It would have been pretty hard to miss the news of the Colonial Pipeline hack. We wrote about it here to advise our enterprise clients what they needed to know about, and what it meant for their collective futures. It got play in outlets the media world over, and for good reason — when the pipeline that feeds the entire East Coast of petroleum products stops flowing… it’s a big freaking deal. Hidden in the bigger, headline-grabbing news about Colonial, though, is an arguably more insidious threat — Ransomware-as-a-Service. (I don’t know that the larger industry has taken to shortening it to RaaS, but for the purposes of this article, that’s what I mean when I type RaaS). The NY Times released an incredible feature about a month ago detailing how many of the crippling attacks we’re reading about aren’t some mastermind hacker picking a state-sponsored target very carefully… it’s an off-the-rack, RaaS incursion. And what’s most surprising — and dangerous for our clients — is that it isn’t just huge corporations or major cities falling prey to these attacks, but rather that small and mid-sized businesses the country over are too.
Ransomware-as-a-Service plays in Peoria
There’s an old saying in show business (that morphed into a political mantra): ‘Will it play in Peoria?’ The idea was that Peoria, Illinois had roughly the same demographics as an “average American city”, with Midwestern values. So, if something was successful (like a concert or TV show) in Peoria, it would fly in towns across America. This came to be true with political messaging and candidate packaging over time, too.
I bring all this up, because a lot of cybersecurity concerns are often viewed as big city, or big corporation problems. They’re the ones with all the money (and often cybersecurity insurance), they make for the lucrative targets, so that’s who hackers go for.
With the rampant proliferation of RaaS, though, industries from Peoria on down are in the crosshairs now, too.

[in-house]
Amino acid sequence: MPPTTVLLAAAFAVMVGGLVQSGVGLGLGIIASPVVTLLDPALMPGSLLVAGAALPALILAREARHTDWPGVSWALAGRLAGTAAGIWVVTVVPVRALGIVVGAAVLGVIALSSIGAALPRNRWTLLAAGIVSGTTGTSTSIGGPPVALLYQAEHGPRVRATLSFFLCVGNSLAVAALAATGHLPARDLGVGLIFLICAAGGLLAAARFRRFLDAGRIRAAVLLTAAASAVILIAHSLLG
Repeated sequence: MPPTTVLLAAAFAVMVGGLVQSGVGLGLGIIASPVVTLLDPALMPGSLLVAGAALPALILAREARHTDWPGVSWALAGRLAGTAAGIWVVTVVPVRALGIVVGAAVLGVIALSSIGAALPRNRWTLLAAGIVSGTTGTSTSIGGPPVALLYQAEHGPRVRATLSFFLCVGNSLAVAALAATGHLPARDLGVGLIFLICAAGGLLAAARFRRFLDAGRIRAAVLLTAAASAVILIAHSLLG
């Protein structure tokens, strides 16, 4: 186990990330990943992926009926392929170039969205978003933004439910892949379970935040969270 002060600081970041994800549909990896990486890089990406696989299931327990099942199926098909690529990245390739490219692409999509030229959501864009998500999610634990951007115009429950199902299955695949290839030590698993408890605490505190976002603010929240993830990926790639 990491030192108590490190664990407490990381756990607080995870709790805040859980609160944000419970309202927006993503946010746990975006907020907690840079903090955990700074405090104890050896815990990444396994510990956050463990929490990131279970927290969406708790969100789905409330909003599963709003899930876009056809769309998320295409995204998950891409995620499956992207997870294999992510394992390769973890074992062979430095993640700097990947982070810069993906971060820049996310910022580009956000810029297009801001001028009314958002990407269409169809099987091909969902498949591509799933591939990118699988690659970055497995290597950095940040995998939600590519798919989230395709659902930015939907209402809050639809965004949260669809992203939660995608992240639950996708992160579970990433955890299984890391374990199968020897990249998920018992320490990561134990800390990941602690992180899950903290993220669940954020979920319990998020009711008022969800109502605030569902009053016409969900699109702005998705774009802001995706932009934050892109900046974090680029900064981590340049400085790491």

To quote the NYT article:
Just weeks before the ransomware gang known as DarkSide attacked the owner of a major American pipeline, disrupting gasoline and jet fuel deliveries up and down the East Coast of the United States, the group was turning the screws on a small, family-owned publisher based in the American Midwest.
Working with a hacker who went by the name of Woris, DarkSide launched a series of attacks meant to shut down the websites of the publisher, which works mainly with clients in primary school education, if it refused to meet a $1.75 million ransom demand. It even threatened to contact the company’s clients to falsely warn them that it had obtained information the gang said could be used by pedophiles to make fake identification cards that would allow them to enter schools.
Woris thought this last ploy was a particularly nice touch.
“I laughed to the depth of my soul about the leaked IDs possibly being used by pedophiles to enter the school,” he said in Russian in a secret chat with DarkSide obtained by The New York Times. “I didn’t think it would scare them that much.”
DarkSide’s attack on the pipeline owner, Georgia-based Colonial Pipeline, did not just thrust the gang onto the international stage. It also cast a spotlight on a rapidly expanding criminal industry based primarily in Russia that has morphed from a specialty demanding highly sophisticated hacking skills into a conveyor-belt-like process. Now, even small-time criminal syndicates and hackers with mediocre computer capabilities can pose a potential national security threat.
The article is excellent in its entirety, and I recommend anyone even remotely worried about cybersecurity to read it. What I imagine most people took from it, though, is the rise of petty criminals using RaaS solutions to target infrastructure, etc. The almost throwaway anecdote quoted above, however, is what stuck out to me. It’s not just cities like Baltimore and companies like Colonial getting hacked — it’s small, regional, Midwestern publishers getting targeted with this stuff. The article doesn’t say which publisher, or which town (I doubt it’s actually Peoria). But, what it does show to me is that if you’re a small or mid-sized company, ransomware is a real and present danger. Your cybersecurity needs to be up to snuff yesterday.
If you don’t know exactly what that means for you, or if you are indeed ready for it, give us a ring. We’d love to do a consultation and show you how we can ensure your company’s security.